Prevent Condensation on Your Windows This WinterJan 05, 2017
Are your windows sweating, even in the winter? It’s not the window’s fault.
Window condensation occurs when the water vapor in the air contacts a surface that has a temperature below the dew point—like your bathroom mirrors after a hot shower.
In the winter, the humidity inside your home can become too high and cause condensation on the windows. The moisture collects most often along the bottom and sides of your windows. It’s a sign you have too much moisture in your home, not a problem with your windows.
Here are a few ways to prevent the build-up of condensation on the interior of your windows:
- Run the exhaust fan in your bathroom and kitchen.
- Open the curtains and blinds on your windows to allow more air to circulate. Heavy window treatments, in particular, trap moisture on your windows.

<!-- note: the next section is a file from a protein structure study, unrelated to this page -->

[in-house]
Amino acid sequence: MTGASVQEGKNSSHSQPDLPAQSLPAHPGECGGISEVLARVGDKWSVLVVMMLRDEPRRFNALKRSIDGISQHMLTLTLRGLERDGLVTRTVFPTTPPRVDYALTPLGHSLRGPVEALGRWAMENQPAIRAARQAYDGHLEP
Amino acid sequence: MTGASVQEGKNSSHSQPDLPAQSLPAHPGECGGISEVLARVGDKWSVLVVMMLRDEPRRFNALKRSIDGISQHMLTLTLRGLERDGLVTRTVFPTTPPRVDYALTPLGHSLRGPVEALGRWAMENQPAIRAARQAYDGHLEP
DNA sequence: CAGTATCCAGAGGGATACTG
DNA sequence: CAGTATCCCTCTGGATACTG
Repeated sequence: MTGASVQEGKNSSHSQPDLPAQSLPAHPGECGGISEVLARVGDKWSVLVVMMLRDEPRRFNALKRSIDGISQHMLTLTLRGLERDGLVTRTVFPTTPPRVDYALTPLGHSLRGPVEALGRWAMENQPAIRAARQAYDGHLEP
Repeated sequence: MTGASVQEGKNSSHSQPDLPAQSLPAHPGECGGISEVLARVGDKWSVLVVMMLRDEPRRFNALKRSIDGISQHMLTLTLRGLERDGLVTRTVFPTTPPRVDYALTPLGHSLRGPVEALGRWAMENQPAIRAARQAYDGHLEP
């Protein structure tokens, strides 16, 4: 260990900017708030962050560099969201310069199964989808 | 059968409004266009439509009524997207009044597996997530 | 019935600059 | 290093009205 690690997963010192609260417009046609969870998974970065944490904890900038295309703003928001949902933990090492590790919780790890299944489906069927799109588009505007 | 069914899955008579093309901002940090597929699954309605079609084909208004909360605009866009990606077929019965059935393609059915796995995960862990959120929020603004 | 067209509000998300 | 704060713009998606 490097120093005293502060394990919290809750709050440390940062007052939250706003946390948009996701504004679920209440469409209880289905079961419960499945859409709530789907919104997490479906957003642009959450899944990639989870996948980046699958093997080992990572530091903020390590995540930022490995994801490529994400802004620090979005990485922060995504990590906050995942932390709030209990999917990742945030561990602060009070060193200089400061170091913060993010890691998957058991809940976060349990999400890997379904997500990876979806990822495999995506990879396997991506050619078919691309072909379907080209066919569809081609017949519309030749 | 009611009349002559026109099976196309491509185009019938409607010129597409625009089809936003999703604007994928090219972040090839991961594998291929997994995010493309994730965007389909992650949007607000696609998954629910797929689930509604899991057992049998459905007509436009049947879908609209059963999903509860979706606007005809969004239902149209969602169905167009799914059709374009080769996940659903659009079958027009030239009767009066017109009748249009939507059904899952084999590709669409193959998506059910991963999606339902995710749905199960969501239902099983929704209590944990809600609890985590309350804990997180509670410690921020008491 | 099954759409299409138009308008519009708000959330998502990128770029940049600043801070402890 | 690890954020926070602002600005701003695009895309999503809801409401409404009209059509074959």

- Store firewood outdoors. In addition to the safety hazard that firewood presents when kept inside, unseasoned wood (not fully dried) contains up to 45% water. Even seasoned wood can have up to 25% moisture content. In a warm home, this moisture is released into the air.
- Use a dehumidifier in areas where the moisture build-up is heaviest.
- Vent the windows a bit. Just like in a crowded car, the windows in your home will fog up with when you have a lot of people in your home.
For any questions about windows and window replacement, talk to us at Johnson County Siding & Window Company. We serve homeowners throughout Kansas City region.